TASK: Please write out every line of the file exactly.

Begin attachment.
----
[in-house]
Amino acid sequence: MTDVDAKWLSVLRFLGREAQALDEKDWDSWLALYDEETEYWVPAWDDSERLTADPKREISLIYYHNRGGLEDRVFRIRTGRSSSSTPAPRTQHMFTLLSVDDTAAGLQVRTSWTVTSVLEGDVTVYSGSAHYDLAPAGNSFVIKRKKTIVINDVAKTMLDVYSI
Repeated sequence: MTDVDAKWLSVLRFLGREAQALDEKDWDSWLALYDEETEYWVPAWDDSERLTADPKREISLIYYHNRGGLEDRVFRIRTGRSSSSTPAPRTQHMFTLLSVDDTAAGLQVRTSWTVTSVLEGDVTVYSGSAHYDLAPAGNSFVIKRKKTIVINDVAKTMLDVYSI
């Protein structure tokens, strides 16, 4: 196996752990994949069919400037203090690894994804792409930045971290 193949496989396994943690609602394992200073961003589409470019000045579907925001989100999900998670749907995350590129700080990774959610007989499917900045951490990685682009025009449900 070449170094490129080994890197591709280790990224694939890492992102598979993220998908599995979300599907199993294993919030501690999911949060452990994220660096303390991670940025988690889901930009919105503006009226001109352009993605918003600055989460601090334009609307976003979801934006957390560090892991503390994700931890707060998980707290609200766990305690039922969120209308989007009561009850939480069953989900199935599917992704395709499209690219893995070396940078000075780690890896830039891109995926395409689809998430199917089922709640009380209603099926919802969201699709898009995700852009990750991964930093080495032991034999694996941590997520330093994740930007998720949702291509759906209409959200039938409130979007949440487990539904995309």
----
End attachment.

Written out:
[in-house]
Amino acid sequence: MTDVDAKWLSVLRFLGREAQALDEKDWDSWLALYDEETEYWVPAWDDSERLTADPKREISLIYYHNRGGLEDRVFRIRTGRSSSSTPAPRTQHMFTLLSVDDTAAGLQVRTSWTVTSVLEGDVTVYSGSAHYDLAPAGNSFVIKRKKTIVINDVAKTMLDVYSI
Repeated sequence: MTDVDAKWLSVLRFLGREAQALDEKDWDSWLALYDEETEYWVPAWDDSERLTADPKREISLIYYHNRGGLEDRVFRIRTGRSSSSTPAPRTQHMFTLLSVDDTAAGLQVRTSWTVTSVLEGDVTVYSGSAHYDLAPAGNSFVIKRKKTIVINDVAKTMLDVYSI
């Protein structure tokens, strides 16, 4: 196996752990994949069919400037203090690894994804792409930045971290 193949496989396994943690609602394992200073961003589409470019000045579907925001989100999900998670749907995350590129700080990774959610007989499917900045951490990685682009025009449900 070449170094490129080994890197591709280790990224694939890492992102598979993220998908599995979300599907199993294993919030501690999911949060452990994220660096303390991670940025988690889901930009919105503006009226001109352009993605918003600055989460601090334009609307976003979801934006957390560090892991503390994700931890707060998980707290609200766990305690039922969120209308989007009561009850939480069953989900199935599917992704395709499209690219893995070396940078000075780690890896830039891109995926395409689809998430199917089922709640009380209603099926919802969201699709898009995700852009990750991964930093080495032991034999694996941590997520330093994740930007998720949702291509759906209409959200039938409130979007949440487990539904995309």